The reinforcing fibers are essentially uniformly dispersed throughout the glass matrix composite articles formed in accordance with the process of the present invention and randomly oriented in the plane defined by said articles, i.e., there is substantially no preferred orientation of the fibers in the x, y direction. The uniform dispersal and random orientation of the reinforcing fibers is also present in the dried mats from which the glass matrix composite articles of manufacture are formed. The fibers employed have an average length of at least 0. 125 inch (3 mm), preferably 0.18 inch (4 mm) up to 1.00 inch (25 mm), preferably 0.75 inch (19 mm).
The binder material is one which effectively assists in the collection of the solids component from the dilute aqueous slurry so they can be destabilized and formed into a mat. Generally, the binder can be in the physical form of a fiber, powder, particle or aqueous dispersions thereof. Typical binder materials include starch, latex dispersions, synthetic polymers and natural polymers. The binder material is beneficially a synthetic or natural polymer.
The binder material is generally present in an amount of from about 1 percent to about 20 percent by volume of the solids component. The amount is desirably from about 5 to about 15 volume percent. It has been found that with less than about one volume percent of binder, formation of an integral, composite mat is quite difficult. On the other hand, with greater than about twenty volume percent of binder, hot pressing time is uneconomically increased in an effort to burn off or volatilize the binder. In addition, elimination of resulting porosity is difficult, if not impossible, within an economically reasonable period of time.
Latex binders having anionic or cationic bound charges in an amount sufficient to provide stabilization of the colloid can be employed if desired. Where necessary, a polymeric flocculant opposite in charge to the charged binder can be employed to aid in the destabilization of the colloid.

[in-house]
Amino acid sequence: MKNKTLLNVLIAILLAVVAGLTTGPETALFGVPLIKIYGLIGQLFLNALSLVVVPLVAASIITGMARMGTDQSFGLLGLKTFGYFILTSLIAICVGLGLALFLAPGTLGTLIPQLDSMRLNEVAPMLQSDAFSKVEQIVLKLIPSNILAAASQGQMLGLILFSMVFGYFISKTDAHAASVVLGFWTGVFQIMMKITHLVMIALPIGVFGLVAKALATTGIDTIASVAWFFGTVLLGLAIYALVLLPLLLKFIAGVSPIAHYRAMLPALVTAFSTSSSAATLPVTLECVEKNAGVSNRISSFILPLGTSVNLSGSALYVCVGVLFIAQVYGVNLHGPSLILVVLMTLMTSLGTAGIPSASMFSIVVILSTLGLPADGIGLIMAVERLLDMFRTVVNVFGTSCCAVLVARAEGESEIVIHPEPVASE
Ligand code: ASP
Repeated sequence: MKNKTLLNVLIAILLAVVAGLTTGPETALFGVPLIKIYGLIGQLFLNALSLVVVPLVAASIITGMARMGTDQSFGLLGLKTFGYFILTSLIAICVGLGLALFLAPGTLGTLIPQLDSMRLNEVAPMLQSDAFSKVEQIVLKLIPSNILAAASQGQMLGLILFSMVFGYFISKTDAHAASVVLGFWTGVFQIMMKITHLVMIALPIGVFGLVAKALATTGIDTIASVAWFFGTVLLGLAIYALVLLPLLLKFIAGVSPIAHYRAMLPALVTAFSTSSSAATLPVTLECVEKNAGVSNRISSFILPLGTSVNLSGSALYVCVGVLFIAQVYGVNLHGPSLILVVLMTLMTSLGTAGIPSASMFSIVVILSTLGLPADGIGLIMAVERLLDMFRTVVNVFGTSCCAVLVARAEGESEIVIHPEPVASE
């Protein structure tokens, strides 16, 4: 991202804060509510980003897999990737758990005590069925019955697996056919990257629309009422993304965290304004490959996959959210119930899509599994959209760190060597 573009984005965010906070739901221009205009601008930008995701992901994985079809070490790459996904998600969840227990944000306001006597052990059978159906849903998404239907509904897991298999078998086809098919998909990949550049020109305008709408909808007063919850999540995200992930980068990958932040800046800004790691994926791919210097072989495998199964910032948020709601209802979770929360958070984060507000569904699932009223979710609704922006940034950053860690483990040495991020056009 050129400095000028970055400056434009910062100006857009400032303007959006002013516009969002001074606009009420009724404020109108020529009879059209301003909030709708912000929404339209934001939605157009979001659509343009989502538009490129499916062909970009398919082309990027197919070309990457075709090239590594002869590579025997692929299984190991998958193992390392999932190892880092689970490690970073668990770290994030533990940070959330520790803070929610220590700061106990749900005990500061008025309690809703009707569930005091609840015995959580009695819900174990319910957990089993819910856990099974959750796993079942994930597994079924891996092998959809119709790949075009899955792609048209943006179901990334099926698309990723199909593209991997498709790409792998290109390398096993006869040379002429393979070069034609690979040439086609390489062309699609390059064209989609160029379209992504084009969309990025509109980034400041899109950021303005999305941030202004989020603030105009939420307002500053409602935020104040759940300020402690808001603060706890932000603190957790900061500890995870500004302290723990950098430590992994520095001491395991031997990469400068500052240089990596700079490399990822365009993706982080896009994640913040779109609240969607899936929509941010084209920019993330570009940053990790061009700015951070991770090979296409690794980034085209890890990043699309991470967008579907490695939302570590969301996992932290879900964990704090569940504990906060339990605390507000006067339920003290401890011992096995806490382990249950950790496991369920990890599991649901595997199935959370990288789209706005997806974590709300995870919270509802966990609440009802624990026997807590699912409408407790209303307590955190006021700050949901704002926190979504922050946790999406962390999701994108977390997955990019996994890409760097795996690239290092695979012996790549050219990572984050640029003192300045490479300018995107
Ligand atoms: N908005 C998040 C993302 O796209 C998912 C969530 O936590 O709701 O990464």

The binder material is desirably an ethylene/acrylic acid copolymer, a polyolefin fiber or a mixture of the copolymer and the polyolefin fiber. Illustrative fibrous binder materials include those formed from polyethylene, polypropylene, polyvinylchloride, polyester, polystyrene, and acrylonitrile/butadiene/styrene copolymers.
The binder material is desirably a combination of an ethylene/acrylic acid copolymer and polyolefin fibers. This combination is advantageous because the ethylene/acrylic acid copolymer, when flocculated, enhances the wet strength of the collected solids component, or "wet mat". The polyolefin fibers add stiffness to the dried composite mat and aid in predensification thereof, presumably by melting and then solidifying.
In addition to the above three main components, other additive-type materials can be admixed in the aqueous slurry so long as they do not interfere with preparation of the glass matrix composite articles of manufacture or substantially degrade the properties thereof. For example, other fibrous materials and particulate fillers can be added to form hybrid composites. Also, colorants, processing aids such as thickeners, flocculants and pH adjusters can be included as well.
Filler materials are not an essential component of the glass matrix composite articles of manufacture prepared in accordance with the present invention. If used, filler materials may be in the form of powders or, preferably, fibers. Although particulate fillers are generally satisfactory, some loss thereof during processing is expected. Suitable particulate fillers include carbon blacks, metallic powders and other materials which are inert or non-reactive under process conditions of the present invention. Combinations of fibrous and particulate fillers can also be used. Illustrative filler material levels fall within a range of from about 0 to about 15, desirably from about 0.5 to about 10 percent by volume, based on total volume of solids materials.
The glass matrix composite articles of manufacture are formed, in accordance with the present invention, by a multi-step process. A dilute aqueous slurry is formed by dispersing the solids component comprising glass fibers, reinforcing fibers and at least one binder material in water. The slurry is then destabilized and the solids component is collected on a porous support. Collection can be assisted by vacuum. The collected solids component is dewatered and dried to form a dried mat. A single dried mat, or section thereof, may be hot pressed into a fiber-reinforced, glass matrix composite article of manufacture. Preferred results in terms of thickness and strength are obtained, however, when at least two dried mats or sections thereof are stacked together and then hot pressed.